Air travel, accommodation, takeaways and gambling are some of the areas that Irish people have been spending their money on since Covid-19 restrictions were eased.
New analysis on Bank of Ireland debit card transactions show that while grocery shopping was down by 2%, spend on other areas of retail jumped by 56%.
Bank of Ireland tracked debit card spending from June 8 to June 14 and compared it with the baseline average spend during the lockdown from March 28 to June 7.
Today's figures show that with an increasing number of countries opening up again for foreign visitors, spend on air travel was up by 139% last week, although that was from a low level during lockdown.
Holiday planning was also a focus for consumers with debit card spend on booking accommodation up 101%.
With more restaurants and cafes turning to takeaway and delivery services, spend by consumers was up 63%, and the return of horseracing in Ireland saw a 57% increase in spend on gambling.
Meanwhile spending on transport, including trains, buses and taxis rose by 115%, as increasing numbers of shoppers travelled to urban centres.
But debit card spending on entertainment dropped by 11%, with gaming down 21%, in a sign that people were not spending so much time in their homes as restrictions eased.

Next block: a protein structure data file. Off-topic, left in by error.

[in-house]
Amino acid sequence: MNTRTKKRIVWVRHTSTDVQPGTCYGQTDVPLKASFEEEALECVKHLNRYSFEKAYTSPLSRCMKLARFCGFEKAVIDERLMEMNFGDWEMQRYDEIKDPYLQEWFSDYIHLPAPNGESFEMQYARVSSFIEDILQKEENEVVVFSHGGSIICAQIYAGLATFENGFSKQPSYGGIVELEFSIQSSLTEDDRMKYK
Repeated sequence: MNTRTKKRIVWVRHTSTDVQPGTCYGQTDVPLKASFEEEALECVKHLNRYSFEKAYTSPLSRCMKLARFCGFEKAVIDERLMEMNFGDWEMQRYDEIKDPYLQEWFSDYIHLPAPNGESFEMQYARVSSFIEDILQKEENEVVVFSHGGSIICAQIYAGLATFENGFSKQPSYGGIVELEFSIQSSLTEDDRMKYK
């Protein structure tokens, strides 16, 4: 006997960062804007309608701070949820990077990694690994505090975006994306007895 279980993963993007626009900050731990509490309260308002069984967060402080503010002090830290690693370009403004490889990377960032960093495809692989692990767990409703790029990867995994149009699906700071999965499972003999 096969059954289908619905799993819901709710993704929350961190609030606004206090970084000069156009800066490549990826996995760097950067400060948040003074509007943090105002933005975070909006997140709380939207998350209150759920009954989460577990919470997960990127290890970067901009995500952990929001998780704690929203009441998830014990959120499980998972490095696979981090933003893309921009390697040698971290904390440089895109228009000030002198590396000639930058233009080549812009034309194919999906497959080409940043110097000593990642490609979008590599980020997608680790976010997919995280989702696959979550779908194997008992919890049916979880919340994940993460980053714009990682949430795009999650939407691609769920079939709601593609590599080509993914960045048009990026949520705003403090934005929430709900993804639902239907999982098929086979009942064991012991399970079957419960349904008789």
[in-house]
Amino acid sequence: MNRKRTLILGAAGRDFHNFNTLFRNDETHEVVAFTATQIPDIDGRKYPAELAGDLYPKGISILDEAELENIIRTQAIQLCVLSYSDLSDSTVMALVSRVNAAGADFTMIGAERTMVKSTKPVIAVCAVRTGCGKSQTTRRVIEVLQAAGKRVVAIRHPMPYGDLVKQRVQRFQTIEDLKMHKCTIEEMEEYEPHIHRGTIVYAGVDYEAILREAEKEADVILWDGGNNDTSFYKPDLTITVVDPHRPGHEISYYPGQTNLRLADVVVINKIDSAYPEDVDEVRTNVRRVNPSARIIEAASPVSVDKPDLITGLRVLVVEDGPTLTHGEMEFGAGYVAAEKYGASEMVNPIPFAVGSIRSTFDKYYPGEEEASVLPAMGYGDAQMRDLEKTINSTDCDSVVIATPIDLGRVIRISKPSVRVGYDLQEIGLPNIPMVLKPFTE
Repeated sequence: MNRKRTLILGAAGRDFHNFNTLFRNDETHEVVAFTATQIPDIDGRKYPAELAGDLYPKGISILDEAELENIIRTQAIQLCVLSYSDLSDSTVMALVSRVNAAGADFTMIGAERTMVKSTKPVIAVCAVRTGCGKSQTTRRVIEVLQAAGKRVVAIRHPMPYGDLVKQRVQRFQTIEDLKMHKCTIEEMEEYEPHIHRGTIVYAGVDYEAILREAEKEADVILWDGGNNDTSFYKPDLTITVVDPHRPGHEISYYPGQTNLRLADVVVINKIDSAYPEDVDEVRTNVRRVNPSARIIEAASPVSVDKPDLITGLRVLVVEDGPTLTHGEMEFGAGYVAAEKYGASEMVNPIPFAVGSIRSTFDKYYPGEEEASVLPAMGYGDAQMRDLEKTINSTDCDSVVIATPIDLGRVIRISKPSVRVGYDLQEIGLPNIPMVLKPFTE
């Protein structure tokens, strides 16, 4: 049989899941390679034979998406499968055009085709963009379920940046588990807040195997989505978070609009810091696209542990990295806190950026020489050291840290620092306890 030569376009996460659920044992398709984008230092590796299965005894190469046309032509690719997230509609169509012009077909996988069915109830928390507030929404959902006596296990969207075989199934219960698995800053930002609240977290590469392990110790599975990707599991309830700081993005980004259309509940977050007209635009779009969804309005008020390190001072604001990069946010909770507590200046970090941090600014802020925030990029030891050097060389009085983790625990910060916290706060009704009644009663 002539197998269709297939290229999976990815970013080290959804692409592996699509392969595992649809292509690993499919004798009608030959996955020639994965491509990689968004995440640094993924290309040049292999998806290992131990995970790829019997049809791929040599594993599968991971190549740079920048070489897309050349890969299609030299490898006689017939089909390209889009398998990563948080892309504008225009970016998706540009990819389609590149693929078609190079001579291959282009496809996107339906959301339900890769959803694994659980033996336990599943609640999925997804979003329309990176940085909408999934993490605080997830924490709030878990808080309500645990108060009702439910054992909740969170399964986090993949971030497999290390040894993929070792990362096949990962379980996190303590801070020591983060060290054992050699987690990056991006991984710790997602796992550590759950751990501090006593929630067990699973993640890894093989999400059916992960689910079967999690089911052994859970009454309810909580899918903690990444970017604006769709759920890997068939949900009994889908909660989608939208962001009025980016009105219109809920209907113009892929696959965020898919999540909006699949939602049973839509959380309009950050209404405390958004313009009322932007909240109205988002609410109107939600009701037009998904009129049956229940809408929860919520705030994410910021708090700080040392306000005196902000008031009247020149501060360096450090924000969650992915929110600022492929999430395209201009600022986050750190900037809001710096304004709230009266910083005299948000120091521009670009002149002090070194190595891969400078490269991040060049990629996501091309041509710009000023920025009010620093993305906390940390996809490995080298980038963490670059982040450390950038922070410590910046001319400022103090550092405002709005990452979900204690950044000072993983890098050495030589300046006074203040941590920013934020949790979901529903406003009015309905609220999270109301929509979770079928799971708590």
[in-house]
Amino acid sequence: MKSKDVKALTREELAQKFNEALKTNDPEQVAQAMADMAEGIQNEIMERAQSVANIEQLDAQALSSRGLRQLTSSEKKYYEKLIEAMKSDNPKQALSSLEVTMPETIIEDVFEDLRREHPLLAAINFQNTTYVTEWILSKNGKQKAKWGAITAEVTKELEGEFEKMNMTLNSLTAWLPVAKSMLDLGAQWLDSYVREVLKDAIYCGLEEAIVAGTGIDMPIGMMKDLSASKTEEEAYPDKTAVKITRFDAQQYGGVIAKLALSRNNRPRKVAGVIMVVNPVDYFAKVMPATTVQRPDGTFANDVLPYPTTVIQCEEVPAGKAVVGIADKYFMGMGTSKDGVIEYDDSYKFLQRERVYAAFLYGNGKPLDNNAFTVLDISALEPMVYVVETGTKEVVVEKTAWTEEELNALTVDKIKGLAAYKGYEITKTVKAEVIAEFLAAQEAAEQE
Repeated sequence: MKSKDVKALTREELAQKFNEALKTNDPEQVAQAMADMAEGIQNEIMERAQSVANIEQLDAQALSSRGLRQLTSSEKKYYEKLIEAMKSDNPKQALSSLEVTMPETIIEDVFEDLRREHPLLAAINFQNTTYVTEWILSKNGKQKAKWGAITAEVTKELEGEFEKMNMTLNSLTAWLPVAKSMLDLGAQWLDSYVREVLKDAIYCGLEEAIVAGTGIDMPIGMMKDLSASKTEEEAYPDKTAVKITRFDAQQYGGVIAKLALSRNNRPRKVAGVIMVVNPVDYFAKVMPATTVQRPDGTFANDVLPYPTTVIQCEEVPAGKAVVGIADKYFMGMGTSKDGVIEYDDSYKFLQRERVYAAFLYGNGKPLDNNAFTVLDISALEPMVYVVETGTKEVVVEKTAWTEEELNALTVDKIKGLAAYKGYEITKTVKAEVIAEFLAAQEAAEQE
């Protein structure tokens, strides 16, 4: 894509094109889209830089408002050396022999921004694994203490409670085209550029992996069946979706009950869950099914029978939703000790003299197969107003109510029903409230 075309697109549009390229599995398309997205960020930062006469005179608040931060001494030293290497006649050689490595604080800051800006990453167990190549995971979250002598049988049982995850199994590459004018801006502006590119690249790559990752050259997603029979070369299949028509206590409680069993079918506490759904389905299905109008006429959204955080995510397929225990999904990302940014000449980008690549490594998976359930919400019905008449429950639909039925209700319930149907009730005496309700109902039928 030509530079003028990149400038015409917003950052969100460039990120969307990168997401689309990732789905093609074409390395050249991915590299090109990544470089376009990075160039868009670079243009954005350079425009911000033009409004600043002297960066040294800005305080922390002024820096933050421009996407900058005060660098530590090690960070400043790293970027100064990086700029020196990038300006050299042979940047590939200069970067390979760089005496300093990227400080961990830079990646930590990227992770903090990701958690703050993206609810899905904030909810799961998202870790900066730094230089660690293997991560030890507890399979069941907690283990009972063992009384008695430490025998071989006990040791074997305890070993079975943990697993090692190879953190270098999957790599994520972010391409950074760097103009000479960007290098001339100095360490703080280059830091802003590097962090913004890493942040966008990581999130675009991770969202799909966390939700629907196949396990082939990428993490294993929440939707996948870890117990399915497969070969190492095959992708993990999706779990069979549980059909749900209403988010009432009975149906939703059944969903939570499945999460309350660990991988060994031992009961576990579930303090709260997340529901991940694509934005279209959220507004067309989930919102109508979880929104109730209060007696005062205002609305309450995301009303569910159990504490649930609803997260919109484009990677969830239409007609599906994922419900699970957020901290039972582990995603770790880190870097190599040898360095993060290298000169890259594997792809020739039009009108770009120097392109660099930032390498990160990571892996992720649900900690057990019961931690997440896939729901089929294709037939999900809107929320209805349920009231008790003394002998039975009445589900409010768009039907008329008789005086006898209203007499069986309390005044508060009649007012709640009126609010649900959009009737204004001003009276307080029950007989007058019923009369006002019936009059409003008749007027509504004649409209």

John O'Beirne, Director of Products at Bank of Ireland, said the first week of the Phase 2 easing in restrictions has highlighted a number of interesting trends in debit card spend.
"While grocery spend was relatively flat last week following an extraordinary spike during lockdown, consumers are spending significantly more on retail. Holidays are clearly front-of-mind, and spend on air travel and accommodation increased significantly last week," he noted.
He said that Covid-19 has had a detrimental impact across health, society and the economy, impacting livelihoods and businesses across Ireland.
"As the country emerges from lockdown, hopefully consumer spending continues its resurgence, supporting businesses to bounce back as quickly as possible," he added.